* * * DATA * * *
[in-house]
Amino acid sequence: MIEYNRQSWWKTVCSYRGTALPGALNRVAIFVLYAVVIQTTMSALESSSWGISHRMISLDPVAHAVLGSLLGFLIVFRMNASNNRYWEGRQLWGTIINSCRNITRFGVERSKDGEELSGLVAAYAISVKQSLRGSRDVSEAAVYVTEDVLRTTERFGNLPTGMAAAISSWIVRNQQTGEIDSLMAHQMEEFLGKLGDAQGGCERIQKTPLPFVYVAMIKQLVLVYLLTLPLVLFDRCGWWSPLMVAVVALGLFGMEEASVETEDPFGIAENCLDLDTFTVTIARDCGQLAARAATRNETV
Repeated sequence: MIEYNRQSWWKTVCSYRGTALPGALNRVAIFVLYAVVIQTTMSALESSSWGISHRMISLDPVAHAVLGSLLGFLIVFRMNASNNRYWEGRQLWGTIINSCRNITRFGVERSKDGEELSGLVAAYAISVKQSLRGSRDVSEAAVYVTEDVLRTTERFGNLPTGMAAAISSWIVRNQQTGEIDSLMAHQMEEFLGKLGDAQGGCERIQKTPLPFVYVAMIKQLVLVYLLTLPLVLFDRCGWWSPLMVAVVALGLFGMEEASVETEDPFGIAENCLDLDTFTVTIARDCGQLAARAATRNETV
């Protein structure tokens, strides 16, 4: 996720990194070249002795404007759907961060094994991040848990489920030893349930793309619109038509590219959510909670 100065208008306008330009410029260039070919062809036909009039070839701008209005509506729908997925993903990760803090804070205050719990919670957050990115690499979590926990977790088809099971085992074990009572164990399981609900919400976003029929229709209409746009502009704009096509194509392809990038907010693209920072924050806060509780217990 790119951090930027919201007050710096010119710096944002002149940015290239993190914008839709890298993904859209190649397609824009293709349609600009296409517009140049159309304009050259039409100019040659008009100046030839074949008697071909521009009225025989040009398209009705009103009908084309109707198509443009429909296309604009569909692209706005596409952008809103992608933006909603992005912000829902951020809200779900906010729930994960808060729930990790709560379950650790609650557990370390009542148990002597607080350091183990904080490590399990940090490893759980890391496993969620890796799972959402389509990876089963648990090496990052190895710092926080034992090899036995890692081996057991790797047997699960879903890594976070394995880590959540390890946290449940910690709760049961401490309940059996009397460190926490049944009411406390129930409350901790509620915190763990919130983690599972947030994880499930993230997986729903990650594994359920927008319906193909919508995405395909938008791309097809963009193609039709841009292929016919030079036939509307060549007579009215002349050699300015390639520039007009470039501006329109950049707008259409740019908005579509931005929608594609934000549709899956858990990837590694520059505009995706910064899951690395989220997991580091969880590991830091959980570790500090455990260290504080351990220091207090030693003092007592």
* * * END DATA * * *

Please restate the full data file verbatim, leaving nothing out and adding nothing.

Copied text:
[in-house]
Amino acid sequence: MIEYNRQSWWKTVCSYRGTALPGALNRVAIFVLYAVVIQTTMSALESSSWGISHRMISLDPVAHAVLGSLLGFLIVFRMNASNNRYWEGRQLWGTIINSCRNITRFGVERSKDGEELSGLVAAYAISVKQSLRGSRDVSEAAVYVTEDVLRTTERFGNLPTGMAAAISSWIVRNQQTGEIDSLMAHQMEEFLGKLGDAQGGCERIQKTPLPFVYVAMIKQLVLVYLLTLPLVLFDRCGWWSPLMVAVVALGLFGMEEASVETEDPFGIAENCLDLDTFTVTIARDCGQLAARAATRNETV
Repeated sequence: MIEYNRQSWWKTVCSYRGTALPGALNRVAIFVLYAVVIQTTMSALESSSWGISHRMISLDPVAHAVLGSLLGFLIVFRMNASNNRYWEGRQLWGTIINSCRNITRFGVERSKDGEELSGLVAAYAISVKQSLRGSRDVSEAAVYVTEDVLRTTERFGNLPTGMAAAISSWIVRNQQTGEIDSLMAHQMEEFLGKLGDAQGGCERIQKTPLPFVYVAMIKQLVLVYLLTLPLVLFDRCGWWSPLMVAVVALGLFGMEEASVETEDPFGIAENCLDLDTFTVTIARDCGQLAARAATRNETV
């Protein structure tokens, strides 16, 4: 996720990194070249002795404007759907961060094994991040848990489920030893349930793309619109038509590219959510909670 100065208008306008330009410029260039070919062809036909009039070839701008209005509506729908997925993903990760803090804070205050719990919670957050990115690499979590926990977790088809099971085992074990009572164990399981609900919400976003029929229709209409746009502009704009096509194509392809990038907010693209920072924050806060509780217990 790119951090930027919201007050710096010119710096944002002149940015290239993190914008839709890298993904859209190649397609824009293709349609600009296409517009140049159309304009050259039409100019040659008009100046030839074949008697071909521009009225025989040009398209009705009103009908084309109707198509443009429909296309604009569909692209706005596409952008809103992608933006909603992005912000829902951020809200779900906010729930994960808060729930990790709560379950650790609650557990370390009542148990002597607080350091183990904080490590399990940090490893759980890391496993969620890796799972959402389509990876089963648990090496990052190895710092926080034992090899036995890692081996057991790797047997699960879903890594976070394995880590959540390890946290449940910690709760049961401490309940059996009397460190926490049944009411406390129930409350901790509620915190763990919130983690599972947030994880499930993230997986729903990650594994359920927008319906193909919508995405395909938008791309097809963009193609039709841009292929016919030079036939509307060549007579009215002349050699300015390639520039007009470039501006329109950049707008259409740019908005579509931005929608594609934000549709899956858990990837590694520059505009995706910064899951690395989220997991580091969880590991830091959980570790500090455990260290504080351990220091207090030693003092007592």